Steve Spencer was just reckoning with his bisexual identity when he found out he was HIV positive. That complicated his coming out process, he writes.
“Revealing every nuance about my health with someone who doesn’t know my favorite color feels rash,” Juan Michael Porter II writes.
Fighting Mississippi’s HIV epidemic is about more than just getting people living with HIV or at risk for HIV on a pill. It means confronting the reality that for many in the state, their primary care doctor is the emergency room.
Young black gay and bisexual men in Cleveland wish they had the resources of the state capital, Columbus, to address the HIV epidemic in Northeast Ohio.
While black and Latinx gay and bisexual men and transgender women make up a larger portion of HIV cases in and around Boston, the opioid crisis has led to spiking HIV rates among injection drug users.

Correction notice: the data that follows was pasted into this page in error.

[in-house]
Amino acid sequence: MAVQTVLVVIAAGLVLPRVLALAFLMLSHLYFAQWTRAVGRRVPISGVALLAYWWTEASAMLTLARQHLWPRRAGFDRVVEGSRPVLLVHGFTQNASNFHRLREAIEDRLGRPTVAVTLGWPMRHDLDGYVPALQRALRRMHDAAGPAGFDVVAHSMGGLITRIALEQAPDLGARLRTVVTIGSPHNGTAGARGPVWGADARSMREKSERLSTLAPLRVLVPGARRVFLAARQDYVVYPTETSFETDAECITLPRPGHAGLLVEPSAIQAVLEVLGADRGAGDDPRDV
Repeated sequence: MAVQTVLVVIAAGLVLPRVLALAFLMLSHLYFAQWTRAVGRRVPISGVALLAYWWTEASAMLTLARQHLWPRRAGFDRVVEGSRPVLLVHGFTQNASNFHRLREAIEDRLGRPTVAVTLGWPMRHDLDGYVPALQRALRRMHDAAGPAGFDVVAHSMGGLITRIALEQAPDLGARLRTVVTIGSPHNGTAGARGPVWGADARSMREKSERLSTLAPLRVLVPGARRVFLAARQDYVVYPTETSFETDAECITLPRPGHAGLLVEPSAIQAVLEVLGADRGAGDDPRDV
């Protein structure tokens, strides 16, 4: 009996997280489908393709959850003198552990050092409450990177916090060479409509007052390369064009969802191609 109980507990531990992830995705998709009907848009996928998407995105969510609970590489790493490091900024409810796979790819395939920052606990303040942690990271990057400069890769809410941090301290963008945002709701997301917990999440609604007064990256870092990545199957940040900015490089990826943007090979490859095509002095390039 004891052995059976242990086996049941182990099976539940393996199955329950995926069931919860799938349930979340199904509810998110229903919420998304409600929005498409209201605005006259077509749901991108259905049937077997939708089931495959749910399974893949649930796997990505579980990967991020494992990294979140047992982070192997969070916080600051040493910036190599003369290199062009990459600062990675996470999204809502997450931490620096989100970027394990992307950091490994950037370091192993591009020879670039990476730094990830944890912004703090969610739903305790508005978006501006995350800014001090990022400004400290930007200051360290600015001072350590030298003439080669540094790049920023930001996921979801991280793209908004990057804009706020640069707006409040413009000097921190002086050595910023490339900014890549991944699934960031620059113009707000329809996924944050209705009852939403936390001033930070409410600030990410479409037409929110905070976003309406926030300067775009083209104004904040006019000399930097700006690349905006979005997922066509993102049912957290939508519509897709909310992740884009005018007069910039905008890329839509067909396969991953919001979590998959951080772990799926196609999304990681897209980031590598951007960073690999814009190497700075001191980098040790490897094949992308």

Though Seattle is doing well compared to many other U.S. cities, it could still invest more to serve marginalized populations, including black residents and injection drug users.
The HIV epidemic in Philadelphia is heavily concentrated in its black population. Local caregivers at BEBASHI have seen diagnosis rates drop in recent years, though there’s still progress to be made.
Australian activist Steven Spencer on how he came to understand HIV stigma once he tested positive, and his renewed commitment to social justice and enjoyment of life.
Harris County, home to the city of Houston, is one of the most racially diverse counties in the U.S. With little transportation and a lot of HIV stigma, the area is lucky to have Legacy Community Health.
Knowing your status, and having the current information on treatment and care, is everyone's business, Toraje Heyward writes.